The panel’s votes reflect growing sentiment, even among some GOP conservatives, to ease the five-decade-plus Cuba trade embargo and travel restrictions to the island, which have failed to move the Castro regime toward democracy.
“After nearly 60 years, we might try something different,” Moran said.
The panel also voted to lift restrictions on vessels that have shipped goods to Cuba from returning to the US until six months have passed.
The Cuba legislation was added to a $21bn measure funding the Treasury Department, which enforces the longstanding trade embargo.
HAVANA, July 22 A Florida bank established the first connection with a Cuban counterpart since President Obama’s December decision to open up relations between the two nations.
Stonegate Bank and Banco Internacional de Comercio S.A. (BICSA) signed a deal on Tuesday in Havana that would establish a correspondent account for the Florida-based bank on the island, making it easier for U.S. companies doing business in Cuba to process transactions directly,reported the Wall Street Journal.
Correspondent accounts allow banks to send money back and forth across international borders. Some U.S. business transactions in Cuba use U.S. treasury licenses, but all commercial deals end up going through banks in third countries, adding another step to the process.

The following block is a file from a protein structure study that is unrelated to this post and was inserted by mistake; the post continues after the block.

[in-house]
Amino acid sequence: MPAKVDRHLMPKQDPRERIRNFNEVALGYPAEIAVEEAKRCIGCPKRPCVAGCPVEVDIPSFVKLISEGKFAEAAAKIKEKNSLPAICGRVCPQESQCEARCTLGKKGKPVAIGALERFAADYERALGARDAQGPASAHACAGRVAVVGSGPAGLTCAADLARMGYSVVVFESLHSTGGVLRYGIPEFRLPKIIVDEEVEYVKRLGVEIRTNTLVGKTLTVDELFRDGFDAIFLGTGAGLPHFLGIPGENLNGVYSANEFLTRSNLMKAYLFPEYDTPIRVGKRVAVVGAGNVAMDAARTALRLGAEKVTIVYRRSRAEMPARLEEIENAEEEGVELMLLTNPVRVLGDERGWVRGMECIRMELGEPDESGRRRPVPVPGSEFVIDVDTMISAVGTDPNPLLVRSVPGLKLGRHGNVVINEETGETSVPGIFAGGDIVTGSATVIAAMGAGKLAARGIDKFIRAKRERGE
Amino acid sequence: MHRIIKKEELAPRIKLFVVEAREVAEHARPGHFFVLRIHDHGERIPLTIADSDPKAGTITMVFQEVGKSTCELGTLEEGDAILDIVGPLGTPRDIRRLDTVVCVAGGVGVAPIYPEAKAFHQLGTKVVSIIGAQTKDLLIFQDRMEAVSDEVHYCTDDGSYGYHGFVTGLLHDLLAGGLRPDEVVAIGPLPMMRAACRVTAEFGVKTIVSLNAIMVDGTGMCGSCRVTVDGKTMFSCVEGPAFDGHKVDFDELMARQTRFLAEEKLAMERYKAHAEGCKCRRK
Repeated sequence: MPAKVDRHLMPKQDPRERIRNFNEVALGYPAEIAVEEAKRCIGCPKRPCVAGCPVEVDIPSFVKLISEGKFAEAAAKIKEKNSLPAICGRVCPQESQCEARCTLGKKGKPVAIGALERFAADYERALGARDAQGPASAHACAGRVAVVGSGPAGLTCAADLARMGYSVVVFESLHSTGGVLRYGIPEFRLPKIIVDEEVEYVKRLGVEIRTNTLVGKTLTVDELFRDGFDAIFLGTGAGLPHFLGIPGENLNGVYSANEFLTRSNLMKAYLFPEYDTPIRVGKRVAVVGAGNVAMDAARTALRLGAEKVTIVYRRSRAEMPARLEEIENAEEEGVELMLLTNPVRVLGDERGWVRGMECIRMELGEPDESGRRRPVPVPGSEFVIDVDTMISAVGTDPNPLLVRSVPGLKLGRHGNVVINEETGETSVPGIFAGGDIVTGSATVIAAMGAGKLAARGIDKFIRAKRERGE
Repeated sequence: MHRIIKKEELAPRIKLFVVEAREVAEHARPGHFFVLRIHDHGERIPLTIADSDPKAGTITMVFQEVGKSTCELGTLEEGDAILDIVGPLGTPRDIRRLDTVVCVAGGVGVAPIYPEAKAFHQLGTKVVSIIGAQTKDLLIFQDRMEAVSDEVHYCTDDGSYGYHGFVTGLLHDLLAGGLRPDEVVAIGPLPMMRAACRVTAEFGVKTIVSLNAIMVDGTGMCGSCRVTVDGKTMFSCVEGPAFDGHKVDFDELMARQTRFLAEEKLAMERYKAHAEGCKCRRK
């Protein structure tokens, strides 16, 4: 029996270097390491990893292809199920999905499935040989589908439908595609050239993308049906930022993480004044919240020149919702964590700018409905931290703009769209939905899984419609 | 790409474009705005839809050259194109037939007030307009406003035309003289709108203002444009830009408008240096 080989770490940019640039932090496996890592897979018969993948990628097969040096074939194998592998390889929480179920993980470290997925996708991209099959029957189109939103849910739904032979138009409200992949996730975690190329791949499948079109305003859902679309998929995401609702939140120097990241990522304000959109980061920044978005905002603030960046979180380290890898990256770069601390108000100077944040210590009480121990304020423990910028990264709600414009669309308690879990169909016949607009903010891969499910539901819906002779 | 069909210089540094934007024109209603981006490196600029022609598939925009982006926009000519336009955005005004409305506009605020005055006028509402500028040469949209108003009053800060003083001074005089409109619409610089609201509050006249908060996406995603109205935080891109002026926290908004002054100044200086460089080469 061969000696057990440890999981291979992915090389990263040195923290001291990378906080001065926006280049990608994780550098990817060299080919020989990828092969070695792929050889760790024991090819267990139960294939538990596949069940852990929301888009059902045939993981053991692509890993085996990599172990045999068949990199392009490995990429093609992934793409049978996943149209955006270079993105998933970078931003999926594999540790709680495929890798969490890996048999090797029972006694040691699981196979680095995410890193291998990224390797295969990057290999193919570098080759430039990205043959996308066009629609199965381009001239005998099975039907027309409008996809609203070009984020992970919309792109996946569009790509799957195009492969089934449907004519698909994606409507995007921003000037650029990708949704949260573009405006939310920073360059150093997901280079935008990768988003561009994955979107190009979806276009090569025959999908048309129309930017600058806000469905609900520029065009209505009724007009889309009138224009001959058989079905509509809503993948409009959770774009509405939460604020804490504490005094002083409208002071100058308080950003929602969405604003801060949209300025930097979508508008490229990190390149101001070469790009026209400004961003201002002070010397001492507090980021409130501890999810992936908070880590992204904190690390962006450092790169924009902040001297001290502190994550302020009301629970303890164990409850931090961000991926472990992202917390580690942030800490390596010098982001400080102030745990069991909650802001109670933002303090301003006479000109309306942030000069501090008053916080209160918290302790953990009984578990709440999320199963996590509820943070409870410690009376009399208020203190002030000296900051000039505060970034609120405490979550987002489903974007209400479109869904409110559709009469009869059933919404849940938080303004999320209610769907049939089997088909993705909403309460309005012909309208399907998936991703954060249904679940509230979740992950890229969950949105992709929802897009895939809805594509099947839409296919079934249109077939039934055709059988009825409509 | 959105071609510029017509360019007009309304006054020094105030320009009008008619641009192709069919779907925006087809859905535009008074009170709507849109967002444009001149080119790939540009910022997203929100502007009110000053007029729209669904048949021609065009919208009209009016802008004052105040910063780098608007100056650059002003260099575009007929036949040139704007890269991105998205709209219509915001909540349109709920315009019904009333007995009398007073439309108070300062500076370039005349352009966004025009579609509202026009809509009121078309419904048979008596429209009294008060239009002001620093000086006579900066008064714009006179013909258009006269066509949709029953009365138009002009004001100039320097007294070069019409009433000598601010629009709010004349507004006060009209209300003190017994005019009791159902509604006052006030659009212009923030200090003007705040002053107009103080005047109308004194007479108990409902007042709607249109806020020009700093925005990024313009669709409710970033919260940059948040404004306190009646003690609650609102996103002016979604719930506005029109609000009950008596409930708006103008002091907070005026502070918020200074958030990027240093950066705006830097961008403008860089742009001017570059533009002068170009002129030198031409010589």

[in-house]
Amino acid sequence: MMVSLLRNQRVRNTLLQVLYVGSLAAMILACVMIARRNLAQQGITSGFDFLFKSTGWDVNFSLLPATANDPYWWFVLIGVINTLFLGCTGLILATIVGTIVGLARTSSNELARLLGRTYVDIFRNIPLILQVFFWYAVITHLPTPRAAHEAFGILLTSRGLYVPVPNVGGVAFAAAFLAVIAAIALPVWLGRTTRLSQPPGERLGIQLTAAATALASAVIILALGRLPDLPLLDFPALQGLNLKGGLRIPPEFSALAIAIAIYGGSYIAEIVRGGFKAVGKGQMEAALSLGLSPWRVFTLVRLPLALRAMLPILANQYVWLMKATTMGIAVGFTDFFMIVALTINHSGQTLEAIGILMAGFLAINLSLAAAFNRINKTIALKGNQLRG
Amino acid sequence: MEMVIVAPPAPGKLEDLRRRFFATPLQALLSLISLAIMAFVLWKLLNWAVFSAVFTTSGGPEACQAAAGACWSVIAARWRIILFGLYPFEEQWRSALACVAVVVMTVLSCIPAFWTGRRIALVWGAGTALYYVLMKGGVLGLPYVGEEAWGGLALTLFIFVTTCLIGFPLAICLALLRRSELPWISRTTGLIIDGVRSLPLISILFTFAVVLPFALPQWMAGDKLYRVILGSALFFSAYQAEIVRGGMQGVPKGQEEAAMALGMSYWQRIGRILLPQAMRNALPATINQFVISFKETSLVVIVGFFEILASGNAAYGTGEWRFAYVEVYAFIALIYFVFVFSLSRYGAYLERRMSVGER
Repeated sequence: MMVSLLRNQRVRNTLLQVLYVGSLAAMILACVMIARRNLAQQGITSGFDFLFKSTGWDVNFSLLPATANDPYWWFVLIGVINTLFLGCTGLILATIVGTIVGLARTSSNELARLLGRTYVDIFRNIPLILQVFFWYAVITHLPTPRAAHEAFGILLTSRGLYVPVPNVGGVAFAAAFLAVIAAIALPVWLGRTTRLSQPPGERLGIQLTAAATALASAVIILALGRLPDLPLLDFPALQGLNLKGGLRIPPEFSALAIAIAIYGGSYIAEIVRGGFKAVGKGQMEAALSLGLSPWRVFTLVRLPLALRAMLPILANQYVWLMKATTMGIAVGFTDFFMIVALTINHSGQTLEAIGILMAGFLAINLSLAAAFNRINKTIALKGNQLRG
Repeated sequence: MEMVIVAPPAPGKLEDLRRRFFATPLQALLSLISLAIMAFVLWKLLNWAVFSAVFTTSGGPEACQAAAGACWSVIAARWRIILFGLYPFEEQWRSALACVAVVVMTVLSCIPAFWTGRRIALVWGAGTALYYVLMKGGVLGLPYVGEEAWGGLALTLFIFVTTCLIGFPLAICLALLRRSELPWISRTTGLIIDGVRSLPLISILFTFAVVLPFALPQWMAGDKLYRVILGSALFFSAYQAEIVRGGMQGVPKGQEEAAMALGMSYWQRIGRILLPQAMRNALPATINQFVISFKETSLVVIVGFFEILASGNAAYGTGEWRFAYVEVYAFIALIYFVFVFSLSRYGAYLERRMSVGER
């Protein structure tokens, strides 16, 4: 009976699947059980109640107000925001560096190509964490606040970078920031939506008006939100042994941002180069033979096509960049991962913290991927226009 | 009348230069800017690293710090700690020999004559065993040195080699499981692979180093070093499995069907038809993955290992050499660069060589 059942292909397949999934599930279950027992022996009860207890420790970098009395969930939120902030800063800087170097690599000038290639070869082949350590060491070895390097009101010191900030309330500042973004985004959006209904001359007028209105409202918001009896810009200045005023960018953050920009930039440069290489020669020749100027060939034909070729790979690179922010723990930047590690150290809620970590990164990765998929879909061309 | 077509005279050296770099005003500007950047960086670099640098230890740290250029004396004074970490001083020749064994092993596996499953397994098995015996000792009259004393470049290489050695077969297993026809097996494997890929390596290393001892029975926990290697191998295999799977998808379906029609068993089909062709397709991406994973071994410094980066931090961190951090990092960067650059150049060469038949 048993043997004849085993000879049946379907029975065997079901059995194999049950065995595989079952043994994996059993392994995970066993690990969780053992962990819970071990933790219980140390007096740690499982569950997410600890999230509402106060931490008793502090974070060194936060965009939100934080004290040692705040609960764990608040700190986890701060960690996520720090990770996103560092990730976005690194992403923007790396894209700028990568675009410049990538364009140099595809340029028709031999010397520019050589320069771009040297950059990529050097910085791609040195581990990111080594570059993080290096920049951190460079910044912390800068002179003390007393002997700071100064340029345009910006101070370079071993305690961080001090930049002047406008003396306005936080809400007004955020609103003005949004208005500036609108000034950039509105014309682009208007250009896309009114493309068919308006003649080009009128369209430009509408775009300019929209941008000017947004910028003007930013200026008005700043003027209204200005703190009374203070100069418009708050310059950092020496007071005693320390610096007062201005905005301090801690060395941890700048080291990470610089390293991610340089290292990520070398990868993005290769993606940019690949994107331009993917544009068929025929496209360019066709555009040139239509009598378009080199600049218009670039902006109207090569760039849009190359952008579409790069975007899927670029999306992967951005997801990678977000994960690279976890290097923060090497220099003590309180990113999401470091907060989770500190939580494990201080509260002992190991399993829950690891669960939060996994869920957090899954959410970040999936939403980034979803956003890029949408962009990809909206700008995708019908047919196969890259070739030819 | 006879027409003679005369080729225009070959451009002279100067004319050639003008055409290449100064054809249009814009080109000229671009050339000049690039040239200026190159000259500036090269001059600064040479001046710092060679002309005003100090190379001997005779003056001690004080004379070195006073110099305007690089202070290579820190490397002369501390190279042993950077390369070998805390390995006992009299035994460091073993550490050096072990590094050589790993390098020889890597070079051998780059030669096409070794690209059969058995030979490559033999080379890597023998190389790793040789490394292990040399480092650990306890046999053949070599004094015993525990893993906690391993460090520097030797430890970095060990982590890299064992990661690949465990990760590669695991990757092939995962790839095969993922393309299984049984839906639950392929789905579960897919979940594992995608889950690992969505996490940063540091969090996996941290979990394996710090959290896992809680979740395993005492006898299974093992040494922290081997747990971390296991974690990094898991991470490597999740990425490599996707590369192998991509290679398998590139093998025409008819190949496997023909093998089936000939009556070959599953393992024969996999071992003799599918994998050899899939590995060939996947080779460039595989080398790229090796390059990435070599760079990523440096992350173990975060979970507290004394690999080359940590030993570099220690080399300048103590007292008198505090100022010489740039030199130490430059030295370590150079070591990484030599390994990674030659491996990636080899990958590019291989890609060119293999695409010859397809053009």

These kinds of accounts have come under close scrutiny by federal regulators due to their historical ties to money laundering and other criminal activities, and banks have been hesitant to work with counterparts in other nations that don’t have strong oversight of their banking systems. Cuba has been labeled “high-risk” by the Financial Action Task Force, an organization that supports policies to prevent money laundering.
“We did an extensive risk-management approach to this,” Stonegate Bank CEO Dave Seleski, told the Wall Street Journal. “We feel very comfortable that we did something that is very low risk.”
The move could be the first step toward closer financial ties between the two nations, including the eventual approval of the use of credit cards in Cuba. U.S. credit cards don’t currently work on the island, though the companies have said they would start processing transactions this year.
HAVANA, July 22 Cuban dancers and the Ballet Nacional de Cuba, founded by Alicia Alonso, are known all over the world. Now that diplomatic relations have been restored between the United States and Cuba, opening the island up for more cultural exchange, what will that mean for Cuba’s ballet scene?
Meghna Chakrabarti spoke with José Manuel Carreño, a Cuban-born former principal dancer with the American Ballet Theater, who is now artistic director of Silicon Valley Ballet, based in San Jose.
“I see it as a good thing. I see it as a great opportunity for Cuban dancers also to explore and dance with other companies,” Carreño said. “Many dancers, they have been defecting and dancing in the United States and in other companies, but I guess this will open up the relation with Cuba, and I think it’s a great thing.”